Myth Busters show that washing hands with soap leaves virtually no bacteria. [ Myth Busters Hand Dryer Study ]

The US National Institute of Health conducted a study comparing paper towels to hand dryers. The study "revealed similar numbers of bacteria on the hands after drying by either method. Hot air hand driers appear safe from a bacteriological viewpoint." [ National Institute of Health paper towel vs hand dryer hygiene study. ]

Dr. William Schaffner, Vanderbilt University Medical Center on Newschannel 5 with a simple statement: “The important thing is to wash your hands thoroughly and then of course to dry them, whether it is with a towel or a hand dryer.” [ Channel 5 Video ]

Mayo Clinic, 2011: In their study, the Mayo Clinic concludes that there is no measurable difference between paper towels and hand dryers. [ Mayo Clinic Hand Dryer vs Paper Towel Study ]

American Journal of Infection Control - University of Laval study shows that bacteria can be harbored in unused paper towels. [ Article Abstract ]

Cleanlink Cleaning Industry Articles
   Are Hand Dryers Sanitary?
   Debunking the Hand Drying Hygiene Myth

And one more.. [ Refinery 29 Article ]

[Update] Hand Dryers and COVID-19

The discussion of "Paper Towels vs Hand Dryers," as relates to environmental concerns, cost of operation, and hygiene, has been going on for years. You can read about the hygiene studies in detail in our earlier article here.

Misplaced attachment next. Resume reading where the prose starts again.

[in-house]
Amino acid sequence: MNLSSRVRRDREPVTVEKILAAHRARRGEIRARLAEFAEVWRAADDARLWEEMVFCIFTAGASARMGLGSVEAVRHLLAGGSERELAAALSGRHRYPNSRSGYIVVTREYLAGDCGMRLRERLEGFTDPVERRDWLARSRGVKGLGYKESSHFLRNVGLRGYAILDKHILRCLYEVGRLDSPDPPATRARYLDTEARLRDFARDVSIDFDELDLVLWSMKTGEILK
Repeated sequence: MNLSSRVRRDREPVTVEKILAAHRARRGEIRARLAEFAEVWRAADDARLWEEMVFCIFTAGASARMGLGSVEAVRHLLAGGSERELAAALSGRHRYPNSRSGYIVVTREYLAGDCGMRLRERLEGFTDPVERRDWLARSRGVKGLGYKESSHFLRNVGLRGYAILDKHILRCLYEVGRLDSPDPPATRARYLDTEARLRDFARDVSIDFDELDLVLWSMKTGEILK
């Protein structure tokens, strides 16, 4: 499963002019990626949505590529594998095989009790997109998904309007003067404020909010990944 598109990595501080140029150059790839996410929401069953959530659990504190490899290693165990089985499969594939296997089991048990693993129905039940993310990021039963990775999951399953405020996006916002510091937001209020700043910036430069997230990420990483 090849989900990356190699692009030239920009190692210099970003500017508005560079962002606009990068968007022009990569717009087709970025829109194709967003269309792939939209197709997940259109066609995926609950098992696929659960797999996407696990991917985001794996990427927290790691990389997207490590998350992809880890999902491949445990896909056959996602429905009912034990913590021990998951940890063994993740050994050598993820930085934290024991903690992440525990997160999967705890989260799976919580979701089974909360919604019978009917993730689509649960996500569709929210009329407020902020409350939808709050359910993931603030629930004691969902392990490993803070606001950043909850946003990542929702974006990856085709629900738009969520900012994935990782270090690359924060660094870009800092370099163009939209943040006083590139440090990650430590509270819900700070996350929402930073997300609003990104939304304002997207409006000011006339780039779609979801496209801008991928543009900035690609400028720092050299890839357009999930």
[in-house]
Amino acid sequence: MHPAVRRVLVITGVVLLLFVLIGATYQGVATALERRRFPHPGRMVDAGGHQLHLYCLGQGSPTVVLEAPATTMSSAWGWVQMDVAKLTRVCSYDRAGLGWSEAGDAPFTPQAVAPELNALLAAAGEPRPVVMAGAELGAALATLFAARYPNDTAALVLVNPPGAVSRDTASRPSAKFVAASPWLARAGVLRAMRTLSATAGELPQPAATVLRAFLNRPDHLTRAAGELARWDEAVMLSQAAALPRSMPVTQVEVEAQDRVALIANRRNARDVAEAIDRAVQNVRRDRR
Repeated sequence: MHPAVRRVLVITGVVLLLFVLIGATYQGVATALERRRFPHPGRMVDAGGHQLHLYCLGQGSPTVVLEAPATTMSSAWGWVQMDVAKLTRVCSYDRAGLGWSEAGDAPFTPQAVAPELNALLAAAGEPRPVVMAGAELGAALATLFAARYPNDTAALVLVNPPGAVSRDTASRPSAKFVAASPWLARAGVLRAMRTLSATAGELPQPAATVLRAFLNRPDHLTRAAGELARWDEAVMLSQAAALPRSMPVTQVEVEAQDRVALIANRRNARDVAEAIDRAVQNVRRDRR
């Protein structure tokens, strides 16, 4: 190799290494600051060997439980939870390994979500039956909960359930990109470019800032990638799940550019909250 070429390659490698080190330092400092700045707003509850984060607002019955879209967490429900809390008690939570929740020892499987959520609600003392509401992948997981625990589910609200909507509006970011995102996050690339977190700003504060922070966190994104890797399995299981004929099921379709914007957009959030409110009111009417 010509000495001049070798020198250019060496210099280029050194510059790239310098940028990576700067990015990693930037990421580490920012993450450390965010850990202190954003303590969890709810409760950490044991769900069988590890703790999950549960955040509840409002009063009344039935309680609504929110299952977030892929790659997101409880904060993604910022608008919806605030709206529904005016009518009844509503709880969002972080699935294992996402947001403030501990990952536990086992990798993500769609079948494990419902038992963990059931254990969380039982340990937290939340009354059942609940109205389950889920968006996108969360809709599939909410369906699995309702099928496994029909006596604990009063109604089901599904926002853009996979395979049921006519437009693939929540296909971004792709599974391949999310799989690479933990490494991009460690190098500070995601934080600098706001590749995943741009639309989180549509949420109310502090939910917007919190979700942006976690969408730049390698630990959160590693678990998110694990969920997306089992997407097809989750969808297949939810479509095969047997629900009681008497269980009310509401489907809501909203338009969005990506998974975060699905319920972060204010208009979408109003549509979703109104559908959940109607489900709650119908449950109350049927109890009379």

With the advent of the Coronavirus, however, much, much more attention has been given to this topic. And with more outlets than ever (I'm looking at you FaceBook, Twitter, and YouTube), anyone with an opinion can broadcast it to a wide audience, whether or not they are actually in a position to offer expert advice (or benefit from publicity one way or the other).

Fortunately, there are experts in the field, and they are not hard to find. Here are some recent quotes from three highly respected sources that have extensive experience, and a track-record of public service, in this area:

In addition, considerably prior to the pandemic, many hand dryer manufacturers were already adding HEPA filters (which are tested to filter at least 99.99% of viruses) to further enhance the benefits of their products, even allowing them to meet the strictest standards set out by the FDA for food processing areas. Dyson has lead this development with the AirBlade series of hand dryers, but World Dryer, American Dryer, Saniflow, and Excel Dryer quickly followed suit. Excel has even introduced a HEPA filter retrofit kit that can be added to existing XLERATORs that were purchased without one.

TLDR: All research to date shows that hand dryers are as safe as any method for drying hands. And all autorities agree that washing hands and drying them is important to preventing the spread of viruses and bacteria.

If you still have questions on this topic or need further information, please feel free to call us at (704) 937-2673, or email info@berls.com and we will be happy to assist you!